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Early hominin works with tools. (procy_ab/AdobeStock)

Finger Bone Points the Way to Revealing Denisovan DNA Secrets

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A Denisovan finger fossil is revealing secrets about this extinct Stone Age race.

A decade ago, scientists excavating Denisova Cave , an ancient archaeological site in southern Siberia, discovered fossils of a previously unknown group of ancient humans. Nature reported in February this year how DNA had been found preserved in a finger bone and that this remote shelter was “one of the most important archaeological sites in the world.”

Denisova Cave: Soloneshensky District, Altai Territory (Demin Alexey Barnaul/CC BY SA 4.0)

Denisova Cave: Soloneshensky District, Altai Territory (Demin Alexey Barnaul/ CC BY SA 4.0 )

A 2012 Science News article said that the pinkie-bone contained “the first known Denisovan DNA” and now a team of researchers led by paleogeneticist E. Andrew Bennett of Paris Diderot University has identified “the rest” of the approximately 13-year-old female Denisovan’s  finger bone . And according to the new paper published on September 4 in  Science Advances , “Unexpectedly”, this ancient finger looks more human than Neanderthal, the scientists reported.

Anthropologists now know that Denisovans inhabited regions of Asia between 300,000 to 50,000 years ago and in a report in Harretz, Prof. Eva-Maria Geigl of Institute Jacques Monod, University of Paris explains: “Denisovan fingers were gracile like those of modern humans, explains, and not stubby digits with blunt ends like those of their sister species the Neanderthals.”

Replica of a Denisovan finger bone fragment, originally found in Denisova Cave in 2008. (Thilo Parg/CC BY SA 3.0)

Replica of a Denisovan finger bone fragment, originally found in Denisova Cave in 2008. (Thilo Parg/ CC BY SA 3.0)

Travelers of Ancient Planes

The newly identified finger fossil was recovered from Denisova Cave by Russian scientists in 2008 and belongs to the species of archaic human that is neither Neanderthal nor Homo sapiens . It was the only fragment of the species known to science until it was reported in May that a Denisovan jaw bone had been discovered 2,400 kilometers (about 1,500 miles) from the Siberian cave, on the Tibetan Plateau.

The new paper informs that the scientists “cut the specimen into two” and sent pieces to separate DNA-research teams for independent testing. One part was sent to the Max Planck Institute in Germany and the other to Geigl’s lab at the University of Berkeley where her team joined forces with researchers at the University of Bordeaux and the University of Toronto.

Mitochondrial DNA is typically inherited from the mother and Bennett’s group found the mitochondrial DNA extracted from one finger matched that from the other, confirming the bones came from the same female. In comparisons with Neanderthal and  Homo sapiens  specimens, the dimensions and shape of the entire Denisovan pinkie bone fell within the range of measures for “ancient and modern humans, not Neandertals,” the researchers say.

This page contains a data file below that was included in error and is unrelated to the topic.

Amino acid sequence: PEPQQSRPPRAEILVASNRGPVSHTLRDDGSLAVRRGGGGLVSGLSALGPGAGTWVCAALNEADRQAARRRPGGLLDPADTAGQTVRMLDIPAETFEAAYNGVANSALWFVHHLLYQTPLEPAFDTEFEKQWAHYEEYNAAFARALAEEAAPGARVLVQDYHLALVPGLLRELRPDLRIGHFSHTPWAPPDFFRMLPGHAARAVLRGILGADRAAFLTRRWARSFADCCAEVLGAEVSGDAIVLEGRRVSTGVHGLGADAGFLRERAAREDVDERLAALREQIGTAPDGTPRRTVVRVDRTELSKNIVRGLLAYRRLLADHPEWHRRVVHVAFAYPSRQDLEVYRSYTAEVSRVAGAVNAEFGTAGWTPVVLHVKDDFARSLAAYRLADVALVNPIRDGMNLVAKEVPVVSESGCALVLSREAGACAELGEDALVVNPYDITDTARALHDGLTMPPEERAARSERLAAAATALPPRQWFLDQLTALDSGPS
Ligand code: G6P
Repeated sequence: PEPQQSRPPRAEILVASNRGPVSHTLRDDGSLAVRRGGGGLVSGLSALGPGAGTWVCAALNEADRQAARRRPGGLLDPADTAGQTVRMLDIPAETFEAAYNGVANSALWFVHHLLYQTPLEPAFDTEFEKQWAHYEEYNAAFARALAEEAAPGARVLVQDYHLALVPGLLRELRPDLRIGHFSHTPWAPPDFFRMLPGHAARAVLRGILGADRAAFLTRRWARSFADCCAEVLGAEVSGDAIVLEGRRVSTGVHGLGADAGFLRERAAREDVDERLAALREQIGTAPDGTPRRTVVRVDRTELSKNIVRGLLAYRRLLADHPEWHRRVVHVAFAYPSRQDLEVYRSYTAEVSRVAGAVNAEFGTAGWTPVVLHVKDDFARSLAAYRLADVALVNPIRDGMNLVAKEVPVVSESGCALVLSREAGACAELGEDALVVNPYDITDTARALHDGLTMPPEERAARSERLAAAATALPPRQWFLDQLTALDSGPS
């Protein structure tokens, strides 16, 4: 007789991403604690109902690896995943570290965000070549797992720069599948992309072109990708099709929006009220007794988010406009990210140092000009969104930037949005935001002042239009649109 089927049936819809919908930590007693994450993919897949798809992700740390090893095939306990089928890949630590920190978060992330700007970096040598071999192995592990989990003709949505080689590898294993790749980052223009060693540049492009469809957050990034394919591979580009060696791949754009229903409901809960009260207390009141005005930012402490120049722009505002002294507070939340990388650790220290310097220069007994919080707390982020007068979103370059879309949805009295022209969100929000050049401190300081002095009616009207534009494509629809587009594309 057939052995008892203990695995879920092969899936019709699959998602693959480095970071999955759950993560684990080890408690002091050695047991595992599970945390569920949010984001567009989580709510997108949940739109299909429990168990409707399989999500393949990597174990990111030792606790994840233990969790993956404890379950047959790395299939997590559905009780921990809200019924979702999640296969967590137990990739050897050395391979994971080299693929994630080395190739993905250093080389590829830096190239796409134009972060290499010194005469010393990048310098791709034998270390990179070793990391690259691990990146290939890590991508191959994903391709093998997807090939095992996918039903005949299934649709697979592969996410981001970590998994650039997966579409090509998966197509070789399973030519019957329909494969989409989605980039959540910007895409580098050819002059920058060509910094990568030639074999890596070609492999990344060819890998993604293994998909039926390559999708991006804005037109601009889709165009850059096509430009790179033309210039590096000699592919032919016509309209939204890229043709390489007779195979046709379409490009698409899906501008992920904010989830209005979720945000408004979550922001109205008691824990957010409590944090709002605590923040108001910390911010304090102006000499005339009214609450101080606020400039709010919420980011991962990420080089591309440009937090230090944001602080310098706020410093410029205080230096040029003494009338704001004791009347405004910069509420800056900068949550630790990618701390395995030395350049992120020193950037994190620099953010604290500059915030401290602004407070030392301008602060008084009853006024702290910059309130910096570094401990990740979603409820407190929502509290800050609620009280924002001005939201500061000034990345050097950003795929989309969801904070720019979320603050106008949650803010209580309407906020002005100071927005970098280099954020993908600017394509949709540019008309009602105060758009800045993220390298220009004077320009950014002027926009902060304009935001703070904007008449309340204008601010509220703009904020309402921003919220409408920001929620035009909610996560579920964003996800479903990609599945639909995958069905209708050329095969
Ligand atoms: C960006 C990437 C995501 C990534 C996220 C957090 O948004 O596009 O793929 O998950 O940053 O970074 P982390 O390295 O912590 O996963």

Reaching Deep into Pre-History

Genetic DNA studies suggest that proto-Neanderthals and precursor- Homo sapiens split about 700,000 years ago and that Europe’s ancestral Neanderthal line split around 400,000 years ago, into Neanderthals in the West and Denisovans in the East. It is believed Neanderthals and Denisovans coexisted in Denisova Cave, which is evident in that archaeologists identified a 90,000 year-old-bone belonging to a first-generation Neanderthal-Denisovan hybrid teenage girl.

This bone fragment ('Denisova 11') was found in 2012 at Denisova Cave in Russia and represents the daughter of a Neanderthal mother and a Denisovan father. (T. Higham/ University of Oxford)

This bone fragment ('Denisova 11') was found in 2012 at Denisova Cave in Russia and represents the daughter of a Neanderthal mother and a Denisovan father. (T. Higham/ University of Oxford )

The artifacts and remains found in Denisova Cave are thought to be among the oldest in Europe, but they were rivaled earlier this year with the discovery of teeth dating to 200,000 BC in Yanhui Cave in Tongzi, southern China. A report in Science Direct  said the Tongzi teeth “do not fit the morphological pattern of classic  H. erectus” meaning they were not from Homo erectus or Neanderthals.  This, said the scientists, expands our understanding of the “morphological diversity of the Asian Middle Pleistocene hominins” and that more than one paleodeme existed in East Asia during this period.

Where Did They Come From, Where Did They Go?

Scientists debate about the destiny of Denisovans and as new data is gathered some researchers are journeying into new territory. In April this year, an Ancient Origins report reviewed a new book  Denisovan Origins: Göbekli Tepe, Hybrid Humans and the Genesis of the Giants of Ancient America,  showing how the Siberian Denisovans had “a huge impact on the spread of Upper Paleolithic traditions.” While most scientists would agree that this impact affected south and east of Siberia to the as far west as the Atlantic coast of Europe, the authors of this book suggest that perhaps they found a way into the Americas.

While researchers and scientists argue as to what happened to the Denisovans, and where they went, the question of where they came from is still seemingly tantalizingly just out of our reach.

Top image: Early hominin works with tools. (procy_ab/ AdobeStock)

By Ashley Cowie

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